With 77 days left until the start of the NFL season, our countdown to the big day continues. Thursday, Sept. 4, is the day when the Green Bay Packers travel to Seattle to take on the Super Bowl Champion Seahawks. Over the course of the next 77 days we focus on the number that represents the days remaining … today its 77.
For an in-depth look at every number and the players who wore them, we highly recommend “Packers by the Numbers: Jersey Numbers and the Players Who Wore Them,” by John Maxymuk.
Our last spotlight yesterday focused on #78 – a number that prompted our look at Bob Brown, a mountain of a man who helped the Packers win a championship in 1966.
Today we drop to 77.
I could go the route of talking about Tony Mandarich and how he’s one of the biggest busts in Packers franchise history, as well as one of the biggest disappointments across the NFL.
I can’t go there.
I could talk about Cullen Jenkins and how he helped lead the Packers to a championship in 2010.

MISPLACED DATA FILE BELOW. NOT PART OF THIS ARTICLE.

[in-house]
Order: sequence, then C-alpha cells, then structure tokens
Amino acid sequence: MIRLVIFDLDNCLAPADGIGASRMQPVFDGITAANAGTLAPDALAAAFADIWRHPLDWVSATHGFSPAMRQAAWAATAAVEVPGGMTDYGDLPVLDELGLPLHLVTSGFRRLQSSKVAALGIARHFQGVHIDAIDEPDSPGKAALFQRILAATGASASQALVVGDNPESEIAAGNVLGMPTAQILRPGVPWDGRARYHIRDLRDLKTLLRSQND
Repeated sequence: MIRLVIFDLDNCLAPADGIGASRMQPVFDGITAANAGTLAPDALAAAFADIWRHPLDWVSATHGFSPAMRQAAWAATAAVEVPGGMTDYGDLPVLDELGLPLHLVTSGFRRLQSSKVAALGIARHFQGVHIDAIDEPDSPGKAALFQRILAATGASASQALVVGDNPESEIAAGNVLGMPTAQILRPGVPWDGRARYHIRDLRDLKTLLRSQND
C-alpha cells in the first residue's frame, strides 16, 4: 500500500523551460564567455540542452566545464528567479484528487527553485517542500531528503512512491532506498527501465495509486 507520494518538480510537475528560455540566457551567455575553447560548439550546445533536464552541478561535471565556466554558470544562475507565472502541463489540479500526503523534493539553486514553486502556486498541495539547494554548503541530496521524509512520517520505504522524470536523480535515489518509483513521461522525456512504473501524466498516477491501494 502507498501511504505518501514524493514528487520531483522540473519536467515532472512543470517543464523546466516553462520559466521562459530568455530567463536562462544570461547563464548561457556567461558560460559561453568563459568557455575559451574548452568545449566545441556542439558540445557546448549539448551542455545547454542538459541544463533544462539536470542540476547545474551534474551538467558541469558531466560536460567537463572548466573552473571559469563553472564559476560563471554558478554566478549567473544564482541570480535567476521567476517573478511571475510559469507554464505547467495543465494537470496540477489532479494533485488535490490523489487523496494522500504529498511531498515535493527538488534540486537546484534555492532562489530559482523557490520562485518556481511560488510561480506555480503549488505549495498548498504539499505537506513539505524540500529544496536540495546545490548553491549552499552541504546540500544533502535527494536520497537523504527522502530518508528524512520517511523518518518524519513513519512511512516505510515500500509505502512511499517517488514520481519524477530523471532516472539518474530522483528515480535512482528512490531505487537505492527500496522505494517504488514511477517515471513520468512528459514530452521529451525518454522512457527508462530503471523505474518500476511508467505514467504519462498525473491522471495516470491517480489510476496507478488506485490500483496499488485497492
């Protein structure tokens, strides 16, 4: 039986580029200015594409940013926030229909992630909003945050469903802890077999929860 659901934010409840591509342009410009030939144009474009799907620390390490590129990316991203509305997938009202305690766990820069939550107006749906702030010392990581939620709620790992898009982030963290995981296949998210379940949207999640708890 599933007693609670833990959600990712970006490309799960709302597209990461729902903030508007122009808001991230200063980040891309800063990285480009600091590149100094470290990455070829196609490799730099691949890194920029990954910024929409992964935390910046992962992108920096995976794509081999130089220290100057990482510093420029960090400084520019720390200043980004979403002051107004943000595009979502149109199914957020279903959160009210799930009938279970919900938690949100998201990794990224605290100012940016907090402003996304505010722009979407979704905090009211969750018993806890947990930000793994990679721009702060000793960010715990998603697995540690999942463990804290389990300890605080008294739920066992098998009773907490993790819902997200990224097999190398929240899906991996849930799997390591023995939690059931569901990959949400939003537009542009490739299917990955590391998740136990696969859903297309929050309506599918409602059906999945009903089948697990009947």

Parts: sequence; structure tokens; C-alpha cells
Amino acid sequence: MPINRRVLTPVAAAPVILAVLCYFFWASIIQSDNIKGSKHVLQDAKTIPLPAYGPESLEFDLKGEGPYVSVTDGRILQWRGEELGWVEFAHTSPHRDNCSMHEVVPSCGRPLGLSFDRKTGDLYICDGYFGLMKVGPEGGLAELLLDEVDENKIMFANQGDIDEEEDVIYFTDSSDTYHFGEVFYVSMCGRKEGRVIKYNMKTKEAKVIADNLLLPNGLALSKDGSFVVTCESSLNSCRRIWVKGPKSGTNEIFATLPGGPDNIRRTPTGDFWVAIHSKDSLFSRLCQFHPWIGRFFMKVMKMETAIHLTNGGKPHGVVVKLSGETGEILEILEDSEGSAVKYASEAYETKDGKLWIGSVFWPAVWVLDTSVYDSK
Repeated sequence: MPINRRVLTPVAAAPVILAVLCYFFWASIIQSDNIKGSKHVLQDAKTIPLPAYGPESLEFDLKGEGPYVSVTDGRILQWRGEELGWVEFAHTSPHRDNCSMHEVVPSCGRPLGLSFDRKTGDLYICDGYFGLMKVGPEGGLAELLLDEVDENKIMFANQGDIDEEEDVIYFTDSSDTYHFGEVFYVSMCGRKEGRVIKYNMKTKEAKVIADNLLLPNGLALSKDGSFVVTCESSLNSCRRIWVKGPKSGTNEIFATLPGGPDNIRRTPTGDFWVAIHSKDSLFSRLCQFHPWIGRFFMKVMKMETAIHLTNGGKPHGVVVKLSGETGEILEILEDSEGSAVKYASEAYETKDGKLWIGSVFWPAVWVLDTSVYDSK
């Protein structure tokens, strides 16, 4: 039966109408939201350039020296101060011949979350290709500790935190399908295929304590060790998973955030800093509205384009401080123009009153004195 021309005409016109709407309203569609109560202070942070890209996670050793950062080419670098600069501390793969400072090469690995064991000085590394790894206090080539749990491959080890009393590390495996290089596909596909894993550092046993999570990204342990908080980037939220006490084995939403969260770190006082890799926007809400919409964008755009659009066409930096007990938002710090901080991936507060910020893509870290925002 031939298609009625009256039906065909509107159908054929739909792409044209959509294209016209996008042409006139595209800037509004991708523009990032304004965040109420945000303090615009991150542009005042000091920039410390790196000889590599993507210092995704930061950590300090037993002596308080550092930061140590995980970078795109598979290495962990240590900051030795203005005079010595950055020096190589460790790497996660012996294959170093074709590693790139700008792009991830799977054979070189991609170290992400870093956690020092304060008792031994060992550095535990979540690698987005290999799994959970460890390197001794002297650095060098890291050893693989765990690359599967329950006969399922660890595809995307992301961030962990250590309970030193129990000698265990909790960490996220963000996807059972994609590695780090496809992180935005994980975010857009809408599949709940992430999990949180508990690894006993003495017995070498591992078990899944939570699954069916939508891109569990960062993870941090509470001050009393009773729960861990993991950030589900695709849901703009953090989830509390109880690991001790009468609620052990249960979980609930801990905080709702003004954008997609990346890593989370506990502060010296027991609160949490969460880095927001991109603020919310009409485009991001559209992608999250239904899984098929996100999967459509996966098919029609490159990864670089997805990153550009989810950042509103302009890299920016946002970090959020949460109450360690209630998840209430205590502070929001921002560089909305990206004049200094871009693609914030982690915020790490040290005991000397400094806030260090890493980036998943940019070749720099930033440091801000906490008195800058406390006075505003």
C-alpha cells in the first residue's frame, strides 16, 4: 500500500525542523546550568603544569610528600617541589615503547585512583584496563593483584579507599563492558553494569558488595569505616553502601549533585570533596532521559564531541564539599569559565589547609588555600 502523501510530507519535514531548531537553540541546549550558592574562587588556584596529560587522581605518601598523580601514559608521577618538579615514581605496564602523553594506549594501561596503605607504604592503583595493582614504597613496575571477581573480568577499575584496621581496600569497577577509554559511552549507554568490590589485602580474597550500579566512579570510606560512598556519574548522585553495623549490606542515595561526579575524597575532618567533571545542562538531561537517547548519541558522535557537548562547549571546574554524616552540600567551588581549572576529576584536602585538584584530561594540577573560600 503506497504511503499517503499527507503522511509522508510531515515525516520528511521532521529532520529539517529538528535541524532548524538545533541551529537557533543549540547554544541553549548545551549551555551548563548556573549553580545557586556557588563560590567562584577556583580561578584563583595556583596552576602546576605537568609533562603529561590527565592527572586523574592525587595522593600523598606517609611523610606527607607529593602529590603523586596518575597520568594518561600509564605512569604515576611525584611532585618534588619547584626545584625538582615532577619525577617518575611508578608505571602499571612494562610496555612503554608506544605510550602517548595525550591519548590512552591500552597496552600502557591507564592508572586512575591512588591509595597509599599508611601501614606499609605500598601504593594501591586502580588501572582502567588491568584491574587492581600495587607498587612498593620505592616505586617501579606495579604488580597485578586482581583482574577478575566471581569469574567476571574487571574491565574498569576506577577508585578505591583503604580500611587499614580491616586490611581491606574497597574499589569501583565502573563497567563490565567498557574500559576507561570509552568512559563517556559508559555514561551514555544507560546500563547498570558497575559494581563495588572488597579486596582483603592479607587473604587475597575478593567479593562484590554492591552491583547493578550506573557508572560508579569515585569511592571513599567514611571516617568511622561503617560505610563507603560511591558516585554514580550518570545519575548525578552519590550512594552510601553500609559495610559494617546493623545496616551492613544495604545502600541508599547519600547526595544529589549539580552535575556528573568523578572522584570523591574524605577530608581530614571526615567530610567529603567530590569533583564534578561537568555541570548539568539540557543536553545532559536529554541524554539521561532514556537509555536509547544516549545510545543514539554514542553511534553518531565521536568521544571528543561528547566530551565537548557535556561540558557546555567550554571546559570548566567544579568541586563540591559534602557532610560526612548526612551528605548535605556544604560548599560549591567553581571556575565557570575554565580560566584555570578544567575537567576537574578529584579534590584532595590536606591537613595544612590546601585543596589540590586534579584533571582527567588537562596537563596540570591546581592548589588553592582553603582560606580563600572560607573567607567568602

His story has been told, too.
Instead, today we go back 50 years to the Lombardi years when Ron Kostelnik stuffed the run and helped anchor a defensive line that led the franchise to championship after championship. He replaced Dave Hanner in 1964 on the line and is one of those players from decades ago whose value to their teams are hidden forever because major defensive statistics were not kept.
Look up Kostelnik on Pro Football Reference and you will find a lot of zeros in his profile.
That’s sad for not only Kostelnik, but every player who have gone forgotten through the years.
He was selected by the Packers in the second round of the 1961 NFL Draft.
Below are his statistics. Kostelnik played in 110 games with Green Bay in eight years with the team. He played 10 games with the Baltimore Colts in his final year – 1969. While in Green Bay he recovered seven fumbles – the only statistics attributed to Kostelnik.
Not much else is known about Kostelnik. He was elected to the Packers Hall of Fame in 1989 and died when he suffered a heart attack while driving on Interstate 75 in Kentucky Jan. 29, 1993. He was 53 years old.